measuring a second servo crosstalk amount using a focus servo process different from the most recently performed focus servo process to calculate a second comparison value representing the second servo crosstalk amount;
comparing the first comparison value with the second comparison value to select a smaller servo crosstalk amount; and
selecting a focus servo process corresponding to the selected servo crosstalk amount.
9. The method according to claim 8, wherein the most recently performed focus process comprises an astigmatism detection process, the calculating of the first comparison value comprises:
performing a focus-on using the astigmatism detection process;
measuring a focus error signal of a main beam during the performing of the focus-on;
measuring a servo crosstalk signal after the focus-on; and
calculating a ratio of a peak-to-peak value of the focus error signal to a peak-to-peak value of the servo crosstalk signal.
10. The method according to claim 8, wherein the focus servo process different from the most recently performed focus servo process comprises a differential astigmatism detection process, and the calculating of the second comparison value comprises:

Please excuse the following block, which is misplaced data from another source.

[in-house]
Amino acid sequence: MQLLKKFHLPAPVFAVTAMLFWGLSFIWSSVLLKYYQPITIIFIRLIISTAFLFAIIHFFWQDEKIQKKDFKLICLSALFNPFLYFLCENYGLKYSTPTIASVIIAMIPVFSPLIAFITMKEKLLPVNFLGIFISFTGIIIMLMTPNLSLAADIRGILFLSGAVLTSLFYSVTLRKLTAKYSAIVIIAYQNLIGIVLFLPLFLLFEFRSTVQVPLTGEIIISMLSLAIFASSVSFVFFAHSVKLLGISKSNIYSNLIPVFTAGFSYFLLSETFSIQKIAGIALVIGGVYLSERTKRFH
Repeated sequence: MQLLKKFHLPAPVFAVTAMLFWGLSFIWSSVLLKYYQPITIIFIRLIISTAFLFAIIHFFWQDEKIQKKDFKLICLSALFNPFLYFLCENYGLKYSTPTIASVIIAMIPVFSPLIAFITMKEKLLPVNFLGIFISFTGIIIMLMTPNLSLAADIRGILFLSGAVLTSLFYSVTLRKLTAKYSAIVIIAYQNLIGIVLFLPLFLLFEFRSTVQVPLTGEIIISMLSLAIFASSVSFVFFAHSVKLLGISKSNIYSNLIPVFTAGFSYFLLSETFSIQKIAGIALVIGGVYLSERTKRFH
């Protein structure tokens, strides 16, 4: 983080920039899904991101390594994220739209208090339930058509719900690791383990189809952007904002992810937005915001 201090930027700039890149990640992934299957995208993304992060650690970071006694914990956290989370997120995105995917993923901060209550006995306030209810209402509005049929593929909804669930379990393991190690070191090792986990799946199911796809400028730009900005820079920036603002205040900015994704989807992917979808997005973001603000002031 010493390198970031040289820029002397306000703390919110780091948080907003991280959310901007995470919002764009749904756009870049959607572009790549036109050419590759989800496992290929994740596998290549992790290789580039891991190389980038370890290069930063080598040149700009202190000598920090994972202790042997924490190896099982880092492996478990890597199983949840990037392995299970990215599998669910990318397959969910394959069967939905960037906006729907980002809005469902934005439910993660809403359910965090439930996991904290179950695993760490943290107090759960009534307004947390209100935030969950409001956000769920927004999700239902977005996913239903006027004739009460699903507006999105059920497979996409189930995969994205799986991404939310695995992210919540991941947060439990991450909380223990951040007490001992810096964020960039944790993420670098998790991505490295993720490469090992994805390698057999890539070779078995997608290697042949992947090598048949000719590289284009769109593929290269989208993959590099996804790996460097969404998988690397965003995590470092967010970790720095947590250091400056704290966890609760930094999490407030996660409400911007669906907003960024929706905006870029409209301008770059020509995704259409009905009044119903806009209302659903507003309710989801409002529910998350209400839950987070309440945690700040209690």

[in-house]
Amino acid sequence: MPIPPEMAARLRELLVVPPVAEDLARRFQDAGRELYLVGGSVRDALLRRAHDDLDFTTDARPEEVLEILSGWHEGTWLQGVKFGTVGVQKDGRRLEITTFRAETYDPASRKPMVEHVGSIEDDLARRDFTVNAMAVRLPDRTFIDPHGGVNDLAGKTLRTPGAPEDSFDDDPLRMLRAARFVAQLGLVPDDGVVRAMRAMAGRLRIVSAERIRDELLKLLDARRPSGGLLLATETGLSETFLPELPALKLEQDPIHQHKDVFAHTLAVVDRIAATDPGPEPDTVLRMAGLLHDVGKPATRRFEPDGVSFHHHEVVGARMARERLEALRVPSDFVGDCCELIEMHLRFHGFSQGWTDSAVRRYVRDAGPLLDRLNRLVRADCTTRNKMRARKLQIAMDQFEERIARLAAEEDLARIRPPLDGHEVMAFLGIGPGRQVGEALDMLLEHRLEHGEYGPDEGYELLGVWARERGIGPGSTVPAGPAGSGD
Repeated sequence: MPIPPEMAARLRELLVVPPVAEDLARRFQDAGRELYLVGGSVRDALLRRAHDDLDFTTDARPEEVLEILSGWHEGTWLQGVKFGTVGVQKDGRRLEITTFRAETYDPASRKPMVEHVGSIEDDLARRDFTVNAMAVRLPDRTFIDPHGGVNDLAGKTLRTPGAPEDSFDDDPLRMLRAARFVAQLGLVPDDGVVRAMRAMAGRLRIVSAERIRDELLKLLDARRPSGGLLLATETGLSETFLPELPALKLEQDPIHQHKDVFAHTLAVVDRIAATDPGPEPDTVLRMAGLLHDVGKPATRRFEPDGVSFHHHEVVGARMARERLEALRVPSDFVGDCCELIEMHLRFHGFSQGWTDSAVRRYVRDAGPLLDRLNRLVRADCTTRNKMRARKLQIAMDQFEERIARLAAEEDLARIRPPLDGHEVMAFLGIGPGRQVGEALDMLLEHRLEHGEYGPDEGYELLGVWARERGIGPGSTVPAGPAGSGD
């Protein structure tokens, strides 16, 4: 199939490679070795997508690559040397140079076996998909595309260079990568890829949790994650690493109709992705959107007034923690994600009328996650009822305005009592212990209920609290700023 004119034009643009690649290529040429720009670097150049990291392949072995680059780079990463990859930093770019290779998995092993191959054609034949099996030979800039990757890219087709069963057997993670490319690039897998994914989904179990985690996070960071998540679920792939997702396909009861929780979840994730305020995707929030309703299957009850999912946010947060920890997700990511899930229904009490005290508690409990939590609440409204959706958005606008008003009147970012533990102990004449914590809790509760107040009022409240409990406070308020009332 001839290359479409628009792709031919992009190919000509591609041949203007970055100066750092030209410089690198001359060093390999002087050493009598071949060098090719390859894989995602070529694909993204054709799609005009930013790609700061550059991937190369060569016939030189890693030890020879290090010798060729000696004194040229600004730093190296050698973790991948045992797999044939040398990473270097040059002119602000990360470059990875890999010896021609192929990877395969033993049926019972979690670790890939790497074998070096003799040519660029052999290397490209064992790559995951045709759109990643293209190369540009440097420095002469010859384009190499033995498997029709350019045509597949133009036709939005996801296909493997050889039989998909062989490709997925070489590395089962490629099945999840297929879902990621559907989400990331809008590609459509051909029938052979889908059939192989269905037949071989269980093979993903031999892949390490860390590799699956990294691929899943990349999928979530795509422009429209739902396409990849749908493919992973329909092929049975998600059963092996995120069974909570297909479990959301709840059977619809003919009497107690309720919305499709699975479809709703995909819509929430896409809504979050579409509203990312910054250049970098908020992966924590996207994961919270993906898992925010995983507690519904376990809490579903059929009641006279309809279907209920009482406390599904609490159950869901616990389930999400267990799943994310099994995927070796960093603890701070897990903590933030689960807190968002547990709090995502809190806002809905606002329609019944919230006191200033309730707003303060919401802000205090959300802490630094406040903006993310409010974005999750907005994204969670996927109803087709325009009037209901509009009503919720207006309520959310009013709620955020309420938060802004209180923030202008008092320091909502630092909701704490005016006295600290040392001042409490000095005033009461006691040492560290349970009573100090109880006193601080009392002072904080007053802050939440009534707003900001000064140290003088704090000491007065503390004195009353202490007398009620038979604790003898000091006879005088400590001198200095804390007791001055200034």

performing a focus-on using the differential astigmatism detection process;
measuring a focus error signal of a main beam during the performing of the focus-on;
measuring a servo crosstalk signal after the focus-on; and
calculating a ratio of a peak-to-peak value of the focus error signal of the main beam to a peak-to-peak value of the servo crosstalk signal.
11. The method according to claim 8, wherein the focus servo process different from the most recently performed focus servo process comprises the differential astigmatism detection process, and the calculating of the second comparison value comprises:
performing a focus-on using the differential astigmatism detection process;
measuring a focus error signal of a signal obtained by adding a main beam and sub-beams during the performing of the focus-on;
measuring a servo crosstalk signal after the focus-on; and
calculating a ratio of a peak-to-peak value of the focus error signal of the signal obtained by adding the main beam and the sub-beams to a peak-to-peak value of the servo crosstalk signal.